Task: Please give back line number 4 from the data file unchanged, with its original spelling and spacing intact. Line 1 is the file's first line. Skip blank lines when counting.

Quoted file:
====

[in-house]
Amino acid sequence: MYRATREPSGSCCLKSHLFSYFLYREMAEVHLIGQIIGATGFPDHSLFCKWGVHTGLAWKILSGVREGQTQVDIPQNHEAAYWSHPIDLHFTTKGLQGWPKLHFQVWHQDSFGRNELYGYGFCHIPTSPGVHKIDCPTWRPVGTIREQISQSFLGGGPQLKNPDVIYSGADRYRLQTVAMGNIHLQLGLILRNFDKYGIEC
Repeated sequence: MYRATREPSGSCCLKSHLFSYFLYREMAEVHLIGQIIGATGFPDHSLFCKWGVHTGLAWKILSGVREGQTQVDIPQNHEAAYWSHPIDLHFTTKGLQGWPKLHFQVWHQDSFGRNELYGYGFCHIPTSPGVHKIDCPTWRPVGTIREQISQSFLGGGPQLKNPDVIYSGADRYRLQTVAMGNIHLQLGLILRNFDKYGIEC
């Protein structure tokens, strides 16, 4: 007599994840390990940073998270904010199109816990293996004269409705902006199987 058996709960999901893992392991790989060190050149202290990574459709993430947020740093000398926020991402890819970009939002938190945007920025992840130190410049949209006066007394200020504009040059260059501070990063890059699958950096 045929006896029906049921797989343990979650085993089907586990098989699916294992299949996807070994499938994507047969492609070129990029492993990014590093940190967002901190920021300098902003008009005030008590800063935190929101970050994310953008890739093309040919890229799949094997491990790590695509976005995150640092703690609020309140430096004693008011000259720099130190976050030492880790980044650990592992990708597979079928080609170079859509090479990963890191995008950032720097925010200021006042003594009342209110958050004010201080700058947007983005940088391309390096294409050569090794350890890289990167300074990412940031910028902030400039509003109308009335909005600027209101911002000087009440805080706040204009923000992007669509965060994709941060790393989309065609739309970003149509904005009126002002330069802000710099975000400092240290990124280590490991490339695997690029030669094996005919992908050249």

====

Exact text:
């Protein structure tokens, strides 16, 4: 007599994840390990940073998270904010199109816990293996004269409705902006199987 058996709960999901893992392991790989060190050149202290990574459709993430947020740093000398926020991402890819970009939002938190945007920025992840130190410049949209006066007394200020504009040059260059501070990063890059699958950096 045929006896029906049921797989343990979650085993089907586990098989699916294992299949996807070994499938994507047969492609070129990029492993990014590093940190967002901190920021300098902003008009005030008590800063935190929101970050994310953008890739093309040919890229799949094997491990790590695509976005995150640092703690609020309140430096004693008011000259720099130190976050030492880790980044650990592992990708597979079928080609170079859509090479990963890191995008950032720097925010200021006042003594009342209110958050004010201080700058947007983005940088391309390096294409050569090794350890890289990167300074990412940031910028902030400039509003109308009335909005600027209101911002000087009440805080706040204009923000992007669509965060994709941060790393989309065609739309970003149509904005009126002002330069802000710099975000400092240290990124280590490991490339695997690029030669094996005919992908050249």